Mitral Valve Replacement: A Review of Current Practices and Considerations in Low and High-Risk Patients.

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Mitral Regurgitation (MR) is the most common form of severe valvular disease occurring in developed countries, being caused either primarily on its own or secondary to cardiac disease. Surgical intervention is required for the correction of MR, which could include the replacement or repair of the affected valve. Transcatheter Mitral Valve Replacement (TMVR) in selected patients is of increasing importance, especially after the success of Transcatheter Aortic Valve Replacement (TAVR). TMVR can be divided into three types i.e., valve-in-valve (ViV) for severe mitral valve disease, valve-in-ring (ViR) for failed surgical repairs, and valve-in-mitral annular calcifications (ViMAC) for mitral valvular disease with severe mitral annular calcifications and poor surgical criteria. The FDA approved Mitral ViV for patients with a high surgical risk in 2017, while ViR and ViMAC are still currently under consideration. The SAPIEN M3 valve is relatively new with a trans-septal system, with a success rate of 86%, and no mortality in a 30-day outcome. The Cardiovalve is a bovine pericardium device that has a dual nitinol frame with a custom surgical design to facilitate TMVR. The AHEAD trial will evaluate whether the device is safe to use in a clinical setting and how effective it is for reducing MR in these patients. The trial consists of 30 patients in which the first 5 patients showed 100% technical success and a reduction of MR. This evolution of modern medicine has assisted in many different countries, including Pakistan where there is a higher prevalence of MR and hence, a greater need to apply TMVR in clinical practice.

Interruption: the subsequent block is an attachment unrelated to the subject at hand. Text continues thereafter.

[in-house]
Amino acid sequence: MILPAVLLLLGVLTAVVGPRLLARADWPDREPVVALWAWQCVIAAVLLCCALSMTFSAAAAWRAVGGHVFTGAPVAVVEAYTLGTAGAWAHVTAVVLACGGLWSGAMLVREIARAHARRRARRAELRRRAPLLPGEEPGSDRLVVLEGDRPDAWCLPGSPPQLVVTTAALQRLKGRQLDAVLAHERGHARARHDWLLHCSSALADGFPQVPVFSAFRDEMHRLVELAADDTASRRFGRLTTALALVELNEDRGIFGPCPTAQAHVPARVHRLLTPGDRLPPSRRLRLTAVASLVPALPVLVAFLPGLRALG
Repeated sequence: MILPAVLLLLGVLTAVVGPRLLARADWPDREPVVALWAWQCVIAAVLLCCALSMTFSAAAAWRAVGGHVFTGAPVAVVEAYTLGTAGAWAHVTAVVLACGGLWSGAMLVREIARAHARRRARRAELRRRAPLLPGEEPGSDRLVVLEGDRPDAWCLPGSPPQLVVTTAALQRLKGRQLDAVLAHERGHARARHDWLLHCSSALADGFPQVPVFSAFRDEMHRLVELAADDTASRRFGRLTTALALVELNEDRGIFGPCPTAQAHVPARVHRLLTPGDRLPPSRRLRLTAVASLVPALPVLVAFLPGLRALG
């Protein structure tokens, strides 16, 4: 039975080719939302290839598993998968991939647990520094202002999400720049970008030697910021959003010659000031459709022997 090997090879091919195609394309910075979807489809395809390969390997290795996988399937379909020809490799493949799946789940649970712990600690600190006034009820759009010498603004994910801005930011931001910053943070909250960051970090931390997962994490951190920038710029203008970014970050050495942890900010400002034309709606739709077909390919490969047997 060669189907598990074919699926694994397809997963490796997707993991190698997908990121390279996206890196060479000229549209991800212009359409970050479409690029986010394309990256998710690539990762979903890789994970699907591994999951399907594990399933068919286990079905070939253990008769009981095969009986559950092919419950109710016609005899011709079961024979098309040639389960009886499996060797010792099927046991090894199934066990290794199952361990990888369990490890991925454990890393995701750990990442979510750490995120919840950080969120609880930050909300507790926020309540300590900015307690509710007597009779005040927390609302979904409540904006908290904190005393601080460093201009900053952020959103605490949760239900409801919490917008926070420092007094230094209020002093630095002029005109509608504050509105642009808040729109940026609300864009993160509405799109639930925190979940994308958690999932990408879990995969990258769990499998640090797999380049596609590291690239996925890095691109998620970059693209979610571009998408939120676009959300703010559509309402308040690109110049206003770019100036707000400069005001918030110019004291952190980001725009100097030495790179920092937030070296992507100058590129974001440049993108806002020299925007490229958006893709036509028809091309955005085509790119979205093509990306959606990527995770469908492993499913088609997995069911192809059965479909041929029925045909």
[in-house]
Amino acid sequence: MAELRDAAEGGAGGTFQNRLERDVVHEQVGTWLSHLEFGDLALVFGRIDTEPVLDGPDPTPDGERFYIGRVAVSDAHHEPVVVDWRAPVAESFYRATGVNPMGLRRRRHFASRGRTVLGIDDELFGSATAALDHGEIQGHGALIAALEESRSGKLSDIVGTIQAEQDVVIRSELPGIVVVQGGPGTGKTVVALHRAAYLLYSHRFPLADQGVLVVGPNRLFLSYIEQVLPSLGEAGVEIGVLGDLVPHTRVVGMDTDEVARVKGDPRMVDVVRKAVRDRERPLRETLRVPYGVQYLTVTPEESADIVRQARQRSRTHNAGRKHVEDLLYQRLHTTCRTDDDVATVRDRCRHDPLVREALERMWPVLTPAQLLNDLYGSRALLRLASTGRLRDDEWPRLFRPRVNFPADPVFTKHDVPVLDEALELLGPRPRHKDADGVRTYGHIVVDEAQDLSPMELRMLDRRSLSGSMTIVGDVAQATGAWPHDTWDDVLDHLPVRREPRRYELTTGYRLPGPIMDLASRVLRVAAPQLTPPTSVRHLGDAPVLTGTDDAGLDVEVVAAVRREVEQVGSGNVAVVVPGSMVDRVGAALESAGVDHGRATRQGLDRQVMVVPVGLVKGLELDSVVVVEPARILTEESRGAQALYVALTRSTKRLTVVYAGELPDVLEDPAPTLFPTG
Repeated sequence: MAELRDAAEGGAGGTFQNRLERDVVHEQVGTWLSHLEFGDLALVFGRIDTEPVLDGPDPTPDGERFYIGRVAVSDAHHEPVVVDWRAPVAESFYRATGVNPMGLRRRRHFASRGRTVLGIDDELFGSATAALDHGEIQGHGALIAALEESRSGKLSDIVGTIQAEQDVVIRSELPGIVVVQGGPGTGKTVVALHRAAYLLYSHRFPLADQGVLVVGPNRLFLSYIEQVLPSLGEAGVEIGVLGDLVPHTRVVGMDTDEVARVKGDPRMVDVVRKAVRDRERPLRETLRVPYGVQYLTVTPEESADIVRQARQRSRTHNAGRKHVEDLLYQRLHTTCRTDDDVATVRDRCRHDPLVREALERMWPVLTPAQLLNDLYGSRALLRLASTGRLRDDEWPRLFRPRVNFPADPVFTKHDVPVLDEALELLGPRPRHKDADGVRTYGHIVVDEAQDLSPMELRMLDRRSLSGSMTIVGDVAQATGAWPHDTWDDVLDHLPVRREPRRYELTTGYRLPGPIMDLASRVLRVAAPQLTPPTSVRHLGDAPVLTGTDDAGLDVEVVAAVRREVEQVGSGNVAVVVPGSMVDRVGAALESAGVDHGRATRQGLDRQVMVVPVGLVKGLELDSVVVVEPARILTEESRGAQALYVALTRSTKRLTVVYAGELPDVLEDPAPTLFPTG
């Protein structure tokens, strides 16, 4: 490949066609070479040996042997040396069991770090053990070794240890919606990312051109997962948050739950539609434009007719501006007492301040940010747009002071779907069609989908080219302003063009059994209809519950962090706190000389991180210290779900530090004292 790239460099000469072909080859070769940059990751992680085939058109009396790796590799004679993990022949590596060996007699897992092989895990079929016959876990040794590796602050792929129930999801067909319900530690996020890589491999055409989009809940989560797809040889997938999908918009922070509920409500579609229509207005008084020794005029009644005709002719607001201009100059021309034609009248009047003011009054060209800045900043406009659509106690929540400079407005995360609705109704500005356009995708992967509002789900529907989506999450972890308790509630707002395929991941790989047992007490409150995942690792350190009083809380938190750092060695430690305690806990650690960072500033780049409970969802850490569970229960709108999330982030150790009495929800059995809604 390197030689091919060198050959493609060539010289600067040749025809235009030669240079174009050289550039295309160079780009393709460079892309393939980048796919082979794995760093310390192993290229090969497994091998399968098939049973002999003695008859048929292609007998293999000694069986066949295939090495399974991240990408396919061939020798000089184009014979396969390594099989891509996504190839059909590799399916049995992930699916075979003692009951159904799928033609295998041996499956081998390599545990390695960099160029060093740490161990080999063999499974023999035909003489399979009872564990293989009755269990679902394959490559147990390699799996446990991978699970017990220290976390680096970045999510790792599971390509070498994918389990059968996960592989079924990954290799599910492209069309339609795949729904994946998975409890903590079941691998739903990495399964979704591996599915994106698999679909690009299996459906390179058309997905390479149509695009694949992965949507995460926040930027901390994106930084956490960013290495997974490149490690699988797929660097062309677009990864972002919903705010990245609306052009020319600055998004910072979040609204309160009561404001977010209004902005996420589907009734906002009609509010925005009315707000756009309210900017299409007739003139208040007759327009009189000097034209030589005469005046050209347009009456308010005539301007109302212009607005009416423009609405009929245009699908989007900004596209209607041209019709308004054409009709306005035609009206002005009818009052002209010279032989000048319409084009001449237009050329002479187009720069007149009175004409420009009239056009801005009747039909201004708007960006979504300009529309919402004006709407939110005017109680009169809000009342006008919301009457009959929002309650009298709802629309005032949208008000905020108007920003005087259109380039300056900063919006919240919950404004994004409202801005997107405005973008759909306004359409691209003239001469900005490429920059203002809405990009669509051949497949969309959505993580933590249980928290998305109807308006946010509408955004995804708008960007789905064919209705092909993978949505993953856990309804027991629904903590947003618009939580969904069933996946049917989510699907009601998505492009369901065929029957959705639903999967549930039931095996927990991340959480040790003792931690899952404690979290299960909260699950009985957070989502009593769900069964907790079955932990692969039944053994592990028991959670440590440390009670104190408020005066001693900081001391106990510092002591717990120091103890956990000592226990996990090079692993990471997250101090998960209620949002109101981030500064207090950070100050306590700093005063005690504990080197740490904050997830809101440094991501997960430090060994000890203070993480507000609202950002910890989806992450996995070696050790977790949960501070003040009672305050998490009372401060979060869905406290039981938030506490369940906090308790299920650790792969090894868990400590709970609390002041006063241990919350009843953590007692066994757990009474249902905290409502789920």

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Medicine and Health Sciences




Cardiology Division, Department of Medicine Fellows and Residents

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